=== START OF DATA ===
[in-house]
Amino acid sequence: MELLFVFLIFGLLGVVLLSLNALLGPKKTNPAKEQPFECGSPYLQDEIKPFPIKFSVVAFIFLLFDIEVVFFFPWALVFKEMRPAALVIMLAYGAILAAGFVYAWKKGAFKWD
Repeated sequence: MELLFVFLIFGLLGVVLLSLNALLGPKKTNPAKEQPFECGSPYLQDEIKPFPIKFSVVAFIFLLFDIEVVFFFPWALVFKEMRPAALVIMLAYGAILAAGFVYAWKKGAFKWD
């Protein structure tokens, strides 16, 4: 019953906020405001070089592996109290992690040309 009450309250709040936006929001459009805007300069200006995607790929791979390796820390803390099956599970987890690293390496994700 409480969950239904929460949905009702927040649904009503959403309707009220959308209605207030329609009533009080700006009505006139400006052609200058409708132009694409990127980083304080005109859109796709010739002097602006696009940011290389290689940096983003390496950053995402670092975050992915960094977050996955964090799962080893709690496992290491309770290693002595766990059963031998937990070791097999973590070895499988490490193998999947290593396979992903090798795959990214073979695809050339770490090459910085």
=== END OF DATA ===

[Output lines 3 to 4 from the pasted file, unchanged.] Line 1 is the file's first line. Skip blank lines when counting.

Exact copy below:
Repeated sequence: MELLFVFLIFGLLGVVLLSLNALLGPKKTNPAKEQPFECGSPYLQDEIKPFPIKFSVVAFIFLLFDIEVVFFFPWALVFKEMRPAALVIMLAYGAILAAGFVYAWKKGAFKWD
């Protein structure tokens, strides 16, 4: 019953906020405001070089592996109290992690040309 009450309250709040936006929001459009805007300069200006995607790929791979390796820390803390099956599970987890690293390496994700 409480969950239904929460949905009702927040649904009503959403309707009220959308209605207030329609009533009080700006009505006139400006052609200058409708132009694409990127980083304080005109859109796709010739002097602006696009940011290389290689940096983003390496950053995402670092975050992915960094977050996955964090799962080893709690496992290491309770290693002595766990059963031998937990070791097999973590070895499988490490193998999947290593396979992903090798795959990214073979695809050339770490090459910085």